Those pesky researchers at Ernst & Young and the Council on State Taxation have done it again. They simply refuse to develop a methodology for ranking state business tax burdens in such a way that North Carolina's ranking will come out where the state Chamber of Commerce and the free-market fundamentalist "think tanks" like to claim that it is – as in at the top of list.
The latest version of the 50-state study was released last week. Among its findings are that businesses pay 36.9% of all state and local taxes in North Carlina and fully 3.9% of the total Gross State Product is consumed by business taxes. (Keep in mind that percentage of taxes paid by businesses includes lots of taxes that are technically paid by businesses but are often passed on to consumers in the form of higher prices.) The study certainly has its flaws but it clearly reenforces what we have been saying here at the Budget & Tax Center for more than a dozen years – focusing simply on nominal tax rates and focusing on state taxes while ingoring local taxes does not provide an accurate assessment of our tax levels relative to other states.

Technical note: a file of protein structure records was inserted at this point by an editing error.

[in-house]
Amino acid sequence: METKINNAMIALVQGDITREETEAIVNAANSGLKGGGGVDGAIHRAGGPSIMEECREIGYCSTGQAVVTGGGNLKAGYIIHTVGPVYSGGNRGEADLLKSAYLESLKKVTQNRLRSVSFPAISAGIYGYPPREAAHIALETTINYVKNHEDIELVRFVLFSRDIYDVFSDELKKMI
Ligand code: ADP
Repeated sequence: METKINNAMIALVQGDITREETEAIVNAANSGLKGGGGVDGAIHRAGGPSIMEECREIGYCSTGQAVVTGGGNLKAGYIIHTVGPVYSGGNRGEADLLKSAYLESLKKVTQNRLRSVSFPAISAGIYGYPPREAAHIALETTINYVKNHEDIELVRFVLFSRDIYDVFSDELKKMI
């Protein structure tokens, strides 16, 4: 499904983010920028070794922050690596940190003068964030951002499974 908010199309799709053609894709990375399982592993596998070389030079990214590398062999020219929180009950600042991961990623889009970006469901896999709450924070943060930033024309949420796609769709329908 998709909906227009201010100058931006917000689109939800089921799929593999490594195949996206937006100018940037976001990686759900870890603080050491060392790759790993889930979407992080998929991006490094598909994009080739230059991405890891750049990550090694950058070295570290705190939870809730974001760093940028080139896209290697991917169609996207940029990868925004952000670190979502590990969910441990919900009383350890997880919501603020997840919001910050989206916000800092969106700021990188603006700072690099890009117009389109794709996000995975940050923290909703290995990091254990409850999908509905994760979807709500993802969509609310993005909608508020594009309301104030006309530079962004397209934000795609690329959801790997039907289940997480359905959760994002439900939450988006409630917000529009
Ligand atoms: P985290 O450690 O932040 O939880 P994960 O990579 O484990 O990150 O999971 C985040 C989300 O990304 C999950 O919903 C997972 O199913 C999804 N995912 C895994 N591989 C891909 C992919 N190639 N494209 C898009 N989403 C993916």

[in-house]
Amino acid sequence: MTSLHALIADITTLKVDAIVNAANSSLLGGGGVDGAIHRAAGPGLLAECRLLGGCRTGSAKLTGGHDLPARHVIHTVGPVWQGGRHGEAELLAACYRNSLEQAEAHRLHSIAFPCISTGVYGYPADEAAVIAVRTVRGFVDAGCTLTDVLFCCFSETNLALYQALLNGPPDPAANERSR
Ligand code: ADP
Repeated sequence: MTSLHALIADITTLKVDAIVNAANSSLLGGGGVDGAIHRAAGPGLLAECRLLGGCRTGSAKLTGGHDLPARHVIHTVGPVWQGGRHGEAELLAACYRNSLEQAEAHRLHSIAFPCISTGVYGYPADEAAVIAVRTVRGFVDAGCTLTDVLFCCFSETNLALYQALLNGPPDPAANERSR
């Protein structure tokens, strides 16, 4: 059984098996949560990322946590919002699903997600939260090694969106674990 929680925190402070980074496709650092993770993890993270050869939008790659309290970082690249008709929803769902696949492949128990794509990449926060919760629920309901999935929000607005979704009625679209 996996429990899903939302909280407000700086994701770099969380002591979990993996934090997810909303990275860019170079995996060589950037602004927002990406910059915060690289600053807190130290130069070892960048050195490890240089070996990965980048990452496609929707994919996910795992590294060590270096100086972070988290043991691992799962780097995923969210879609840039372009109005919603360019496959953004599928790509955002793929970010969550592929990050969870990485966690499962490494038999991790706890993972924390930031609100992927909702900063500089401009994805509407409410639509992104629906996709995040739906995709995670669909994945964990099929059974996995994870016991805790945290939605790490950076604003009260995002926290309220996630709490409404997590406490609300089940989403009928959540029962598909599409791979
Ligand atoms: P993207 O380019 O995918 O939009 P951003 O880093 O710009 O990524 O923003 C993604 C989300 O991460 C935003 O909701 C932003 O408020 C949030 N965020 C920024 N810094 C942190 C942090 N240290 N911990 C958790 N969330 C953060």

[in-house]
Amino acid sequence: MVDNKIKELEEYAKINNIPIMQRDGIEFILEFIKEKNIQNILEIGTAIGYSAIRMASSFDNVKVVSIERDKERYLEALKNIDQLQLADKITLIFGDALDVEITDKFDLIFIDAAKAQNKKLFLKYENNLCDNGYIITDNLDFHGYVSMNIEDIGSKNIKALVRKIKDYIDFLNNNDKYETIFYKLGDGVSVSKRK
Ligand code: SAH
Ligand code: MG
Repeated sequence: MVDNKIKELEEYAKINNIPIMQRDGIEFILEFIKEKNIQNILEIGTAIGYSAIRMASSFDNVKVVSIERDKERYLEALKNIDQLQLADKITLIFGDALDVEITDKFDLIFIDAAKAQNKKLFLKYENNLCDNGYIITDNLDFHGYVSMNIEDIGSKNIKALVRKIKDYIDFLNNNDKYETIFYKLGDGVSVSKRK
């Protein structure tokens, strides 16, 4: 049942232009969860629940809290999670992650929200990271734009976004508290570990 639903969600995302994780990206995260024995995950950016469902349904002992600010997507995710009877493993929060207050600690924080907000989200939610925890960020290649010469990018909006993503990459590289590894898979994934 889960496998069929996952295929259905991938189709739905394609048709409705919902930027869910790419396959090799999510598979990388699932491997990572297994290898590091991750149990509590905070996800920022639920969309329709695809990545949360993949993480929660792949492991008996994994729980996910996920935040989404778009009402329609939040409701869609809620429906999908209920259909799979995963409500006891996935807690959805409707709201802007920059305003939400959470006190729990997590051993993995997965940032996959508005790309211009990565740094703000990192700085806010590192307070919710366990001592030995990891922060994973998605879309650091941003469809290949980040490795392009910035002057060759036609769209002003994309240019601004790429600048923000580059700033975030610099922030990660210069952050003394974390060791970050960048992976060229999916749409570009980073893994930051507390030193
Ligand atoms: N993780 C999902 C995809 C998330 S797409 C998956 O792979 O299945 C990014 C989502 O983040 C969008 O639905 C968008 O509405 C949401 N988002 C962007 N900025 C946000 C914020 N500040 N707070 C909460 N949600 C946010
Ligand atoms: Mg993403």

So don't be fooled by the hype about NC's taxes. We have a lot of things that need to be addressed in order to compete effectively in the global economy, such as educating the current and future workforce of our state. The one thing we don't need to do is cut taxes on corporations so that we can compete with those two states that ranked lower than we did – Deleware and Oregon.